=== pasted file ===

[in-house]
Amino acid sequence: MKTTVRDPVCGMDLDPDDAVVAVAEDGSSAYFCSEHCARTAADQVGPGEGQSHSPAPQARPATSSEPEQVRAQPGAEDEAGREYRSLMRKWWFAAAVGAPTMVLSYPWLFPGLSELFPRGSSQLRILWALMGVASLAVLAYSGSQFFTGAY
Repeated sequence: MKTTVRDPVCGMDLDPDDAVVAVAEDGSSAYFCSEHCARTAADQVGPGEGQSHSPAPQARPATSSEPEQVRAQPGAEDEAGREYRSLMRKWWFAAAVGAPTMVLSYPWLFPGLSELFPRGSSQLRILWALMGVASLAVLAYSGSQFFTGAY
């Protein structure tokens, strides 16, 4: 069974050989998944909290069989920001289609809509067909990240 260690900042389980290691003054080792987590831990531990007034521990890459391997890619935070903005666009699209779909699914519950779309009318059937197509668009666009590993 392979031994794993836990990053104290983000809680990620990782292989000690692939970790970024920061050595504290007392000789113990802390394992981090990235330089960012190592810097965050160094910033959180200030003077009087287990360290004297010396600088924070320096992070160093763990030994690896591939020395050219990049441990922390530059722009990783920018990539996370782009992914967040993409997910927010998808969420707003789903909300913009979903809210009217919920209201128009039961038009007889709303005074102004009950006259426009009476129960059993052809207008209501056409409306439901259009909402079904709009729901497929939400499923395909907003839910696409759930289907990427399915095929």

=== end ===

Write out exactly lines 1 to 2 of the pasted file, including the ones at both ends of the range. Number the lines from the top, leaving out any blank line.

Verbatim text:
[in-house]
Amino acid sequence: MKTTVRDPVCGMDLDPDDAVVAVAEDGSSAYFCSEHCARTAADQVGPGEGQSHSPAPQARPATSSEPEQVRAQPGAEDEAGREYRSLMRKWWFAAAVGAPTMVLSYPWLFPGLSELFPRGSSQLRILWALMGVASLAVLAYSGSQFFTGAY